Dennett & memes

From: Dace (
Date: Fri 14 Mar 2003 - 19:12:39 GMT

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    From a review of Dennett's book, *Freedom Evolves*, by Mary Midgley:,12084,904441,00.html

    [Dennett] uses a much more conciliatory tone than he did in Darwin's Dangerous Idea. There is no more fighting talk here of Darwinism being a
    "universal acid", eating through all other thought-systems and radically transforming them. There is not much rhetoric about sky-hooks, and there is absolutely nothing about the fashionable doctrine now known as "evolutionary psychology". Only one relic of extreme neo-Darwinism remains, namely, the doctrine of memes.

    Memes are supposed to be a kind of parasitical quasi-organism that function as genes (or possibly as units) of culture, producing behaviour patterns by infesting people's minds just as biological parasites infest their bodies. These mythical entities were invented, somewhat casually, by Richard Dawkins in The Selfish Gene as a supplement to his story of the causal supremacy of genes, and the current huge popularity of evolutionary thinking has caused the idea to catch on despite its wildness. It supplies people outside the physical sciences with something that looks to them like a scientific explanation of culture - "scientific" because it looks vaguely like genetics, and because it does not mention human thought and feeling.

    In Darwin's Dangerous Idea Dennett ardently embraced this story, offering memetics as the only truly scientific way of explaining culture. But in Freedom Evolves he does not really need this device any longer. The need for it has vanished because he is now endorsing human thought and feeling as real parts of nature - genuine activities, not supernatural extras - part of normal causality and therefore capable of explaining what happens in culture. Yet, quite gratuitously, alongside this admirably realistic approach, Dennett still insists that memes - he explains them as comparable to liver-flukes, genuinely external to humans and having their own interests to promote - are its true scientific explanation.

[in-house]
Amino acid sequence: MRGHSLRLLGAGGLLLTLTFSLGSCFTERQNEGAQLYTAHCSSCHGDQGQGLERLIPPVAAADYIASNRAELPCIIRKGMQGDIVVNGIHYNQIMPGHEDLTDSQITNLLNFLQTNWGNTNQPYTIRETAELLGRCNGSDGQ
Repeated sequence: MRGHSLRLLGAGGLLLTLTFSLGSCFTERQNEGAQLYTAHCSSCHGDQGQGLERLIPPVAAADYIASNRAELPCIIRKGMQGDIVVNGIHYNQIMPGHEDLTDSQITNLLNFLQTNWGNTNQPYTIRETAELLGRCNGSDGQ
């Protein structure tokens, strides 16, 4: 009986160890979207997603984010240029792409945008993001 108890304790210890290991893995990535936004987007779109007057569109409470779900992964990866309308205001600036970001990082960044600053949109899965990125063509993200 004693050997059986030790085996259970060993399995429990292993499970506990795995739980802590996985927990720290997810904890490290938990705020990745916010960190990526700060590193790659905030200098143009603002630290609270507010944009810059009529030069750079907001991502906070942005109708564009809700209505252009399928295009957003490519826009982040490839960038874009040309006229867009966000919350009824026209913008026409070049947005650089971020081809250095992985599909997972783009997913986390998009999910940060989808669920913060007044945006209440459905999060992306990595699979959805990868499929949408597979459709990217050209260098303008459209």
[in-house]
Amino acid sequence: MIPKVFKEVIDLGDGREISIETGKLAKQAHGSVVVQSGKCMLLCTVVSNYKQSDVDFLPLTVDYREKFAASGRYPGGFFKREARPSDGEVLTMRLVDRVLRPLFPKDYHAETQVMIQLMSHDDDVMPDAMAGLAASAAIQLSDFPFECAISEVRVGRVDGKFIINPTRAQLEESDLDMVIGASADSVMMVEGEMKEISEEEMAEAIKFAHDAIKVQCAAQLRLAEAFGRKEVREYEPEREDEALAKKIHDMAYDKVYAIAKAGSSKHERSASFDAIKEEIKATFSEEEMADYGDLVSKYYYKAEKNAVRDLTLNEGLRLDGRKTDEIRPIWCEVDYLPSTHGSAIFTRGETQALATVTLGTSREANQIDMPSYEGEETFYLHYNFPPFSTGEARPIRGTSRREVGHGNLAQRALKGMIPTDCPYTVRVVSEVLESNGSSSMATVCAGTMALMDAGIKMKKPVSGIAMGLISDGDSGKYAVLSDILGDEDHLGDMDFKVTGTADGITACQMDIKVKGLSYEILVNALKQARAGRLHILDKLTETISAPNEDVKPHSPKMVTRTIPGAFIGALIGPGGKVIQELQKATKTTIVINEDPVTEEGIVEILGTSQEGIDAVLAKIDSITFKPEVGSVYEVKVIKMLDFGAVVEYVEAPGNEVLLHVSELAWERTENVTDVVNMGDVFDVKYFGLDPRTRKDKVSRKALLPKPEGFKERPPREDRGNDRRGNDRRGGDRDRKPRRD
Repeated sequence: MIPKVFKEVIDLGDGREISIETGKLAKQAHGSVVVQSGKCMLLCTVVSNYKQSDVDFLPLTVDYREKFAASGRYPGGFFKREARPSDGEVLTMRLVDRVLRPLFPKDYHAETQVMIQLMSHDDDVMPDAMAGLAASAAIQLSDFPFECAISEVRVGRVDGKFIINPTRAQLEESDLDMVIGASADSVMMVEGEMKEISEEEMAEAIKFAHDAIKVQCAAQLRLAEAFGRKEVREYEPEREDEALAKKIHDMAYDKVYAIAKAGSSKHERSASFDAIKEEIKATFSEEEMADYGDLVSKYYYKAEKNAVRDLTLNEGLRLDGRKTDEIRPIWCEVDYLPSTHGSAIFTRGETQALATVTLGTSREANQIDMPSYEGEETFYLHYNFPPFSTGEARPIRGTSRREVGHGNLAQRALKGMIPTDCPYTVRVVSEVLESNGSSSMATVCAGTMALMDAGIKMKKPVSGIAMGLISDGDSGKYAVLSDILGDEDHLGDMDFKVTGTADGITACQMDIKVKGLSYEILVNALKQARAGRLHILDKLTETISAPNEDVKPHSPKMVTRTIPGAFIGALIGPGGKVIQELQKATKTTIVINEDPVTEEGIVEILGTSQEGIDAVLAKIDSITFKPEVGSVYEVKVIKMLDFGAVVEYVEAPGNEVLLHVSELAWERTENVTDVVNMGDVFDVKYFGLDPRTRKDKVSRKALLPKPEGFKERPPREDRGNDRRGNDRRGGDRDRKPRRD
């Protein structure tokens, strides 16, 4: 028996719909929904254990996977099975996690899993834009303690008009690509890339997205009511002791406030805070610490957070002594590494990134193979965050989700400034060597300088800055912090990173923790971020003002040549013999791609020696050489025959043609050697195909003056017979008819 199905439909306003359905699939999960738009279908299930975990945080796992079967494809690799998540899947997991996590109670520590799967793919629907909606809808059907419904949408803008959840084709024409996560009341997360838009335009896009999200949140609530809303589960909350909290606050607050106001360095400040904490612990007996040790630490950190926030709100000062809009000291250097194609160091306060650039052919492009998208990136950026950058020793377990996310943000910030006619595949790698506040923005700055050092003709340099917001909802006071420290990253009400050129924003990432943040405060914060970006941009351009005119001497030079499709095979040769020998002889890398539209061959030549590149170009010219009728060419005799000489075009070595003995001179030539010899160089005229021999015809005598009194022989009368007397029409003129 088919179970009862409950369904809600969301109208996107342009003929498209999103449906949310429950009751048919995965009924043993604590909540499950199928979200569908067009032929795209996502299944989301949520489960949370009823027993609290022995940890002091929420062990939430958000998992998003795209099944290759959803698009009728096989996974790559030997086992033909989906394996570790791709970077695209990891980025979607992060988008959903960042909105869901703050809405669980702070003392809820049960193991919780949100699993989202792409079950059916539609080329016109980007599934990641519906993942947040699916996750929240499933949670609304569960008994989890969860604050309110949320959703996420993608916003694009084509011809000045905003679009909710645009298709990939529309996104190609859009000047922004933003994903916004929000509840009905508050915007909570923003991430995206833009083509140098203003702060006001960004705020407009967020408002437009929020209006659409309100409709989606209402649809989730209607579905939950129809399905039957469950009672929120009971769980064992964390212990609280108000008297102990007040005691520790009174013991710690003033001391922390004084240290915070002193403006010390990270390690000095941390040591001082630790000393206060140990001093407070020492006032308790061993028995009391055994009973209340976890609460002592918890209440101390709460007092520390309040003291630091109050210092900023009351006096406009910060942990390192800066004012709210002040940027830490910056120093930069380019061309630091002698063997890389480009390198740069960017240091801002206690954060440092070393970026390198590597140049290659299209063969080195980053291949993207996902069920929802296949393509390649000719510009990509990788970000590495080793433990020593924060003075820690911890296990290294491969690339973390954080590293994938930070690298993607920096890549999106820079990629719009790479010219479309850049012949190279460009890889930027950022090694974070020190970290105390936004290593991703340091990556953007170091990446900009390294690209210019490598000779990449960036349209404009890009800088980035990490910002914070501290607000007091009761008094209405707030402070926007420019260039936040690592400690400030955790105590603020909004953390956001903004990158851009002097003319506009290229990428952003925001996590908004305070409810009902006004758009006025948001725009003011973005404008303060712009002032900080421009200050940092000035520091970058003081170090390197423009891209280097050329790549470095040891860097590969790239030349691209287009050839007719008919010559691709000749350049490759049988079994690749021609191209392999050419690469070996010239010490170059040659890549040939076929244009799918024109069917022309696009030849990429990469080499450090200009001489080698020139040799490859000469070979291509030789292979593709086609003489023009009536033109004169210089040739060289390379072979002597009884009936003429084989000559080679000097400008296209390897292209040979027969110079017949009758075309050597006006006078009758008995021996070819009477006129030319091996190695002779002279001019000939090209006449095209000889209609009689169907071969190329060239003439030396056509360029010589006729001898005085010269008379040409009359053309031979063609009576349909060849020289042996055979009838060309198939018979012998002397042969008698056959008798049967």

Occam, however, was surely wise in suggesting that we should not multiply entities beyond necessity. Might we not reasonably ask: how does memetics apply to Dennett's own case? On memetic principles, the only reason why he and others campaign so ardently for neo-Darwinism must be that a neo-Darwinist meme (or fluke) has infested their brains, forcing them to act in this way. That is, of course, a less welcome notion than the similar explanation of the idea of God which is their favourite example. (As Dawkins put it, God is perhaps a computer virus.) But if you propose the method seriously you must apply it consistently.

    And if you do that, you should surely see that it is pure fatalism. This quaint remnant is perhaps the only serious flaw in an otherwise really admirable and helpful book.

    Midgley's got it exactly wrong. Dennett's recognition that memetics can only succeed insofar as it accomodates conscious, human agency (rather than replacing it) is the one redeeming quality of this otherwise awful book. Dennett in no way succeeds at squaring free consciousness with determinism. His success at convincing himself, as well as Midgley and other reviewers, that he's come up with a coherent argument (much less a convincing one) only goes to show the power of the "determinism" meme.


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